I recognized Rob Liefeld almost immediately when I saw him in the Artist’s Alley at the New York Comic Con. There aren’t too many creators that I could identify by sight, but on a scale of uncredited-golden-age-colorist to Stan Lee, I’d place Liefeld somewhere around Grant Morrison. I say that without having ever read the entirety of any single issue of a comic that Rob Liefeld has written or drawn.

This is due more to apathy than actual distaste, but it’s almost impossible to be as active a member of the comics-reading community as I am without at least being aware of Liefeld’s reputation. If you’re reading this, than you probably know what I’m talking about. It’s not worth dwelling much further on what fans have already discussed and written about ad nauseum. What’s fascinating to me about “The Rob,” as he’s (not-so?) affectionately known, is not the complaints that have been levied against him themselves, but the fact that his reputation evolved the way it did.

It seems that many readers of my generation seem to only know Liefeld as a pariah, even though our elder fanboys (fanmen?) tell us of a time when The Rob was a bona-fide celebrity within the comics community and, very nearly, within mainstream popular culture, hanging out with Easy-E, appearing on talk shows, and starring in commercials directed by Spike Lee. Along with the likes of Jim Lee (whose reputation has fared remarkably better with age), and Todd McFarlane, Liefeld broke into the industry at a young age, and he proceeded to get rich off of an audience close to his age.

Those were the people that I saw talking and laughing with Liefeld at Comic Con—now, I would estimate, in their late thirties and early forties. Clean-shaven, athletically built, and confidently postured, they could have been off-duty cops or firefighters. It was hard to imagine that they could have been stereotypical nerds or outsiders twenty years ago, at the height of Liefeld’s career. It was much easier to imagine them as college frat boys or high school jocks, even as they excitedly sang praises to The Rob himself.


Rob Liefield drawings brought to life?

“Aw, bro, back in the day,” I kept hearing. “Back in the day, you were the shit! I mean, you’re still the shit, but man, back in the day! BACK IN THE DAY!”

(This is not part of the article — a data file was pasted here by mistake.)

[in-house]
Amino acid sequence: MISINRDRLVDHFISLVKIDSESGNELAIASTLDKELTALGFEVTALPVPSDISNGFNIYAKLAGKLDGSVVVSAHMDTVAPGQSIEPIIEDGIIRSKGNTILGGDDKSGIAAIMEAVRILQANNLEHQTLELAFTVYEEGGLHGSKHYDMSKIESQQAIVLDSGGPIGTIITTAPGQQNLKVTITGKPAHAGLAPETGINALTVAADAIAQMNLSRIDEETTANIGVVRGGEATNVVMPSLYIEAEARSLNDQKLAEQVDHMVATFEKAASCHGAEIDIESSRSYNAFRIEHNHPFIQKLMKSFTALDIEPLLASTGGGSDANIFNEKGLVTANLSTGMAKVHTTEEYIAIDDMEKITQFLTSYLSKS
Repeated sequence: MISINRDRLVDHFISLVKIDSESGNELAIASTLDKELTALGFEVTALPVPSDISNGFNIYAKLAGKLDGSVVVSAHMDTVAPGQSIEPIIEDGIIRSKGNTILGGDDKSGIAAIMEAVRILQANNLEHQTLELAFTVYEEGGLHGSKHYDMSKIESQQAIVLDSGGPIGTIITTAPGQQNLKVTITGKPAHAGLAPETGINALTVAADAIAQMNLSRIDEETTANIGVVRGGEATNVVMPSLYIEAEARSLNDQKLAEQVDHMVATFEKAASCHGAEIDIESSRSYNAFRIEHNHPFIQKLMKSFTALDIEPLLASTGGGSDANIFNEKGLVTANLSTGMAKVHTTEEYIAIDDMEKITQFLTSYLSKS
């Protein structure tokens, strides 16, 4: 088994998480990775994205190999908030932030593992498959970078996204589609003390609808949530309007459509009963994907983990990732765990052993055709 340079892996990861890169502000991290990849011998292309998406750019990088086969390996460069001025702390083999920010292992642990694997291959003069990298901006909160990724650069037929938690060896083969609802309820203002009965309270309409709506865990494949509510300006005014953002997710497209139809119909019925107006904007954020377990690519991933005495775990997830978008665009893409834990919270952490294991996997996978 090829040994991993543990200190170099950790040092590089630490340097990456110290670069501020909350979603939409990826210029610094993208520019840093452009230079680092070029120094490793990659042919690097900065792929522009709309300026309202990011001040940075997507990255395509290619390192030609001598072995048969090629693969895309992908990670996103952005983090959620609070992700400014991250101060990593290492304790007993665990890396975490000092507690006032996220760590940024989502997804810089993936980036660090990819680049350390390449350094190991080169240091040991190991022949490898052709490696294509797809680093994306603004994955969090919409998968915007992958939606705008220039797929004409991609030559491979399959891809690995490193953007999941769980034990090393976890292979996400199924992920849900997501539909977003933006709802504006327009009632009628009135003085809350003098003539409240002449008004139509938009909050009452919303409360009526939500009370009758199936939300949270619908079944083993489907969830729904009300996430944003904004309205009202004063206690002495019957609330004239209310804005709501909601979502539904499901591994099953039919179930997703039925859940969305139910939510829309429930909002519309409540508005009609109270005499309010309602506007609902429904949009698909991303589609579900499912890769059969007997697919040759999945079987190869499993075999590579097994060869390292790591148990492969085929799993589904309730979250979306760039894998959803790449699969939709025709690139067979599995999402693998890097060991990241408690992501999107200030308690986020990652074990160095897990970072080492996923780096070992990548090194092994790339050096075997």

I couldn’t help but find it depressing. Obviously, these guys meant well, and Rob maintained a smile that didn’t seem forced or disingenuous, but there’s a part of me that would rather never be successful than to achieve early success only to find that twenty years later, the best compliment I seem to get is essentially “dude, you used to be awesome.” That’s to say nothing of what seems to be legions of those who accuse me of killing an industry and ruining an entire art form.

I’m not a Liefeld fan either, but as I mentioned before, that’s largely because I haven’t read enough of his repertoire to judge him fairly as an artist or, to a much greater degree, as a writer. I don’t think I’ve ever read a single word that he’s written into a comic book, although I have read bits and pieces of that screenplay he’s been working on (which probably shouldn’t count), as well as select passages from his Twitter feed (which definitely shouldn’t count).

As for his visuals, I think I’ve at least seen enough to say that it doesn’t appeal to me. To be fair, the harsh line work of a great deal of early 90s “Image-style” art never appealed much to me anyway, but Liefeld’s visual storytelling abilities seem particularly weak. And of course, his questionable sense of anatomy quickly grows as tiresome as the complaints about his seeming inability to draw feet (which is not to say that such criticism doesn’t necessarily have merit). It is distinctive, though, and I don’t even mean that as a backhanded compliment. In a time when so many work-for-hire artists are interchangeable enough to facilitate the Big Two’s increasingly troubling habit of placing several artists on a single issue, there’s something to be said for the fact that Liefeld’s work is immediately recognizable.